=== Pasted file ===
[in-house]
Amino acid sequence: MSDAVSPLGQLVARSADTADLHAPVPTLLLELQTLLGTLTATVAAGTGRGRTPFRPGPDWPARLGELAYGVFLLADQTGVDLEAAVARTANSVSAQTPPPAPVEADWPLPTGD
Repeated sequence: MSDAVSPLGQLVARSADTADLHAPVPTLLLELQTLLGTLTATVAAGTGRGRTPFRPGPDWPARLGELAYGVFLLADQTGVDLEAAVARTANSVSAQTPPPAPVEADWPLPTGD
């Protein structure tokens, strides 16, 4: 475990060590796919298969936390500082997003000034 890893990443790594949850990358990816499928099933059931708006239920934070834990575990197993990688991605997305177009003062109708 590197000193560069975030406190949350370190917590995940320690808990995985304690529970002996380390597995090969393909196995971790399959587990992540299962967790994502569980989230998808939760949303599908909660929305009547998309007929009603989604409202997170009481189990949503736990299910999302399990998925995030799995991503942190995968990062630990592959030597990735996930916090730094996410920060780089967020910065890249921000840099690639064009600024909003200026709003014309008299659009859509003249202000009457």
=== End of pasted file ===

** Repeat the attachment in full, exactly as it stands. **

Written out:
[in-house]
Amino acid sequence: MSDAVSPLGQLVARSADTADLHAPVPTLLLELQTLLGTLTATVAAGTGRGRTPFRPGPDWPARLGELAYGVFLLADQTGVDLEAAVARTANSVSAQTPPPAPVEADWPLPTGD
Repeated sequence: MSDAVSPLGQLVARSADTADLHAPVPTLLLELQTLLGTLTATVAAGTGRGRTPFRPGPDWPARLGELAYGVFLLADQTGVDLEAAVARTANSVSAQTPPPAPVEADWPLPTGD
């Protein structure tokens, strides 16, 4: 475990060590796919298969936390500082997003000034 890893990443790594949850990358990816499928099933059931708006239920934070834990575990197993990688991605997305177009003062109708 590197000193560069975030406190949350370190917590995940320690808990995985304690529970002996380390597995090969393909196995971790399959587990992540299962967790994502569980989230998808939760949303599908909660929305009547998309007929009603989604409202997170009481189990949503736990299910999302399990998925995030799995991503942190995968990062630990592959030597990735996930916090730094996410920060780089967020910065890249921000840099690639064009600024909003200026709003014309008299659009859509003249202000009457």